Ethical note

This study was approved by the University of Manitoba’s Local Animal Use Committee (protocol number F18-042) in accordance with the Canadian Council on Animal Care and the ARRIVE guidelines.


Training and testing sessions were conducted in an enclosed rectangular arena made of Styrofoam. The walls (60 cm tall) were lined with white Con-Tact paper to permit cleaning. The base (200 × 100 cm length × width) was covered with black rubber flooring. White plastic curtains enclosed the arena to block access to external visual cues. Six feeders were placed in a circular array inside the arena and fixed to the floor with Velcro (see Fig. 1). Each feeder consisted of a wooden base (10 × 10 × 10 cm length × width × height) and a wooden ramp covered with sandpaper (10 × 20 cm base with a 26.6° incline) leading up to the base. A plastic cup (6 cm diameter) was attached to the inside of the base. To make the inside of the feeder only visible from the top of the ramp, the three sides of the base facing away from the ramp were lined with white paper (30 cm height), and a white foam cone was attached to the top of the paper barrier. The white cones could be replaced by equally-sized cones of different colours to make each feeder visually distinct (herein these coloured cones are referred to as features). A centrally-mounted Logitech HD Webcam C270, connected to a Dell desktop computer (running 64-bit Windows 10 Enterprise) in the adjacent room, was suspended from the ceiling for recording of trials. Two Conair white noise generators were placed external to the arena, at opposing corners, to mask sounds.

Figure 1
figure 1

Top-down view of the inside of the experimental arena. The six feeders (in grey) were placed in a circular array in one half of the arena. The pigeon entered at the opposite side of the arena (the approximate location is marked in red). The insert in the broken-line box shows a 3D model of a feeder.


General procedure

A pigeon was transported from the colony room to the procedure room in an opaque white transport container, which also served as a holding container between trials. At the beginning of each trial, the lights in the procedure room and arena were extinguished and the pigeon was removed from the holding container and placed into the arena at the starting position (see Fig. 1). The experimenter exited the procedure room and remotely illuminated the procedure room lights, which delimitated the start of a trial. Once the pigeon completed the choice requirement (see below) or ten minutes elapsed, whichever occurred first, the lights were extinguished, and the pigeon was removed from the darkened arena and returned to the holding container where it remained while the arena was prepared for the next trial.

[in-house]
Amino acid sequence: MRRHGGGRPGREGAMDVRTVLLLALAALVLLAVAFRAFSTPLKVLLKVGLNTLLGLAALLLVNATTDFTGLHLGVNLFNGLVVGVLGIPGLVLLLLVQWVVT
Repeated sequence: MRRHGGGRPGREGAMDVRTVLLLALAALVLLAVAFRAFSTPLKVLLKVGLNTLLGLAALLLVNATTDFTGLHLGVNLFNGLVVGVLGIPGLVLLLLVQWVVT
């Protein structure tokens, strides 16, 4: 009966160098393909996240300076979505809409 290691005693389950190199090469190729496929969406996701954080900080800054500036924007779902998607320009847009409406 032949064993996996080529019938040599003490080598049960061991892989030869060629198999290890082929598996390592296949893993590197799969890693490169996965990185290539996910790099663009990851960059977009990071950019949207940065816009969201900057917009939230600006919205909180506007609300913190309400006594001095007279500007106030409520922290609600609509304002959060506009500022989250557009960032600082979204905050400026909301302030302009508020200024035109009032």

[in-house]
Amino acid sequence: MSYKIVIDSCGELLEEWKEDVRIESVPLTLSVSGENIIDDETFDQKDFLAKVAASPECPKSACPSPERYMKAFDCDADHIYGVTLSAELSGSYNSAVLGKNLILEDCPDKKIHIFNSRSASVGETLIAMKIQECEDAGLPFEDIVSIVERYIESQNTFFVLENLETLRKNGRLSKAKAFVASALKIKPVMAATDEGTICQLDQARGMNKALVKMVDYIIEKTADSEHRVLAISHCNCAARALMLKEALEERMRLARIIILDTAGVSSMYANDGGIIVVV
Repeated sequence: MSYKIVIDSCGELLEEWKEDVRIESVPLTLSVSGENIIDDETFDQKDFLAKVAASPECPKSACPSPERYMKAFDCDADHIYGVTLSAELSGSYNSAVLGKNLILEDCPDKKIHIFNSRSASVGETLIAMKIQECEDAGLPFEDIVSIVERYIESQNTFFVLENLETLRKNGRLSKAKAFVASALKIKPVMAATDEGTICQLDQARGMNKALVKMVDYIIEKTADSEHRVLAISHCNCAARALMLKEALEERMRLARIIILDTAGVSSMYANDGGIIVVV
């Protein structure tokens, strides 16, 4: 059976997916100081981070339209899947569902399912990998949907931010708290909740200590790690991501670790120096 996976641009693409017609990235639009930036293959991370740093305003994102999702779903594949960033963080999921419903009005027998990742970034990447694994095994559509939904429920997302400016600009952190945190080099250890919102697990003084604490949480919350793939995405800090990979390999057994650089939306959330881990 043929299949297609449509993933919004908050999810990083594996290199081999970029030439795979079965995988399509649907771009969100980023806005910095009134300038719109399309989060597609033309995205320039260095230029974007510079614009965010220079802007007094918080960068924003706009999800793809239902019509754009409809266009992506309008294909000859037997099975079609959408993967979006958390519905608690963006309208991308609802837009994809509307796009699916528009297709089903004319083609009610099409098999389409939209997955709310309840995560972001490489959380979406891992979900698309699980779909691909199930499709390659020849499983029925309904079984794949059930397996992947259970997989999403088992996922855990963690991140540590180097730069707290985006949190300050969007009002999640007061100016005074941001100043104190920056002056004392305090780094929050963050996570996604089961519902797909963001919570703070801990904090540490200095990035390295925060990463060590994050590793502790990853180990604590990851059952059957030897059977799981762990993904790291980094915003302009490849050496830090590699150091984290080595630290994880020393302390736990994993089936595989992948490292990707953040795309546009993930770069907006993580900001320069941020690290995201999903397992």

Feeder training phase

To train the pigeons to retrieve maple peas from the feeders, a single feeder with a white cone (herein referred to as a white feeder) was located in one of the six possible array locations (with location counterbalanced across trials). Five maple peas were placed at each of the following locations: in the plastic cup inside the feeder, on the ramp, and on the floor of the arena at the base of the ramp. With training, the total number of maple peas was gradually reduced from fifteen to two, and only placed inside the feeder. Pigeons were given a maximum of 60 min to consume the maple peas. A trial ended 30 s after the last maple pea was consumed, after which the arena was re-set and a new trial started. As each daily session lasted a maximum of 60 min, a pigeon could receive between one and twelve trials per daily session. Pigeons experienced trials with a single feeder until all maple peas were consumed within 5 min of trial start, for a minimum of 12 trials in total. Next, pigeons were presented with all six identical feeders arranged in the circular array, with one maple pea inside each feeder. Pigeons progressed to the Memory Training phase once every feeder was visited within the first 5 min of a trial for 5 consecutive trials.

Memory training phase

A daily training session consisted of 10 trials, with the six feeders positioned in the circular array formation. Across four distinct stages, the pigeons were trained to visit four of the six feeders in a specific sequence, as indicated by distinctly coloured features (i.e., red, green, blue, yellow, orange and purple; herein referred to as a sequence item). The order in which the feeders had to be visited was consistent for each pigeon, but pseudo-counterbalanced among the pigeons such that each one of the six colours was assigned to be the first item in the sequence for two pigeons. The location of each sequence item within the array was randomised across trials so that only the colours on the feeders, but not the feeder locations within the arena or relative to each other, indicated the correct sequence.